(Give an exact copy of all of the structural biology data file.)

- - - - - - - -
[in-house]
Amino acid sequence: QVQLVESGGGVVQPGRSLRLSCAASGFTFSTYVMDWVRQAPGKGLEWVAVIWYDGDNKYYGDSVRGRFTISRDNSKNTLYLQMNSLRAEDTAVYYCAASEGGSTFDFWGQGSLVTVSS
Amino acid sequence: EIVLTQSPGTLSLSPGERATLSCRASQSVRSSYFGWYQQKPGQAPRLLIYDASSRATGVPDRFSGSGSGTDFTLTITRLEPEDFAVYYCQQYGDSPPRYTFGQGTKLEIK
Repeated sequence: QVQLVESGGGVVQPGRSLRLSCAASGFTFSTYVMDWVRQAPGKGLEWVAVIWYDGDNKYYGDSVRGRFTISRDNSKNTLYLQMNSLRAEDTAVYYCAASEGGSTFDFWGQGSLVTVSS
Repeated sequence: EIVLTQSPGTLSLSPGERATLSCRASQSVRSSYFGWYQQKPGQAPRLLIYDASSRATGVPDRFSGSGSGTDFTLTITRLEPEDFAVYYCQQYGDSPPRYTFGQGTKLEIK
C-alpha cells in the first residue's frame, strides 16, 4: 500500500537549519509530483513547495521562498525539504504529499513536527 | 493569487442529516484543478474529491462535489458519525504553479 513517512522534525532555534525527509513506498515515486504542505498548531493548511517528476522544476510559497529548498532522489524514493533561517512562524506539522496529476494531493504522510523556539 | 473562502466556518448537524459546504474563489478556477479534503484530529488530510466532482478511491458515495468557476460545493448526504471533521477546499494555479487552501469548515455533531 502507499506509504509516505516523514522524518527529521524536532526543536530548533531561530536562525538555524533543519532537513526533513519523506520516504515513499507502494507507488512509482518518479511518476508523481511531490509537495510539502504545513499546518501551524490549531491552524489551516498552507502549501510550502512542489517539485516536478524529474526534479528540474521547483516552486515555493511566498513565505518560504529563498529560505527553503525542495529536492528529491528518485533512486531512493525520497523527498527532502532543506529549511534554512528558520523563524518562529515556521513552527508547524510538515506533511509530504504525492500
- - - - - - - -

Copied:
[in-house]
Amino acid sequence: QVQLVESGGGVVQPGRSLRLSCAASGFTFSTYVMDWVRQAPGKGLEWVAVIWYDGDNKYYGDSVRGRFTISRDNSKNTLYLQMNSLRAEDTAVYYCAASEGGSTFDFWGQGSLVTVSS
Amino acid sequence: EIVLTQSPGTLSLSPGERATLSCRASQSVRSSYFGWYQQKPGQAPRLLIYDASSRATGVPDRFSGSGSGTDFTLTITRLEPEDFAVYYCQQYGDSPPRYTFGQGTKLEIK
Repeated sequence: QVQLVESGGGVVQPGRSLRLSCAASGFTFSTYVMDWVRQAPGKGLEWVAVIWYDGDNKYYGDSVRGRFTISRDNSKNTLYLQMNSLRAEDTAVYYCAASEGGSTFDFWGQGSLVTVSS
Repeated sequence: EIVLTQSPGTLSLSPGERATLSCRASQSVRSSYFGWYQQKPGQAPRLLIYDASSRATGVPDRFSGSGSGTDFTLTITRLEPEDFAVYYCQQYGDSPPRYTFGQGTKLEIK
C-alpha cells in the first residue's frame, strides 16, 4: 500500500537549519509530483513547495521562498525539504504529499513536527 | 493569487442529516484543478474529491462535489458519525504553479 513517512522534525532555534525527509513506498515515486504542505498548531493548511517528476522544476510559497529548498532522489524514493533561517512562524506539522496529476494531493504522510523556539 | 473562502466556518448537524459546504474563489478556477479534503484530529488530510466532482478511491458515495468557476460545493448526504471533521477546499494555479487552501469548515455533531 502507499506509504509516505516523514522524518527529521524536532526543536530548533531561530536562525538555524533543519532537513526533513519523506520516504515513499507502494507507488512509482518518479511518476508523481511531490509537495510539502504545513499546518501551524490549531491552524489551516498552507502549501510550502512542489517539485516536478524529474526534479528540474521547483516552486515555493511566498513565505518560504529563498529560505527553503525542495529536492528529491528518485533512486531512493525520497523527498527532502532543506529549511534554512528558520523563524518562529515556521513552527508547524510538515506533511509530504504525492500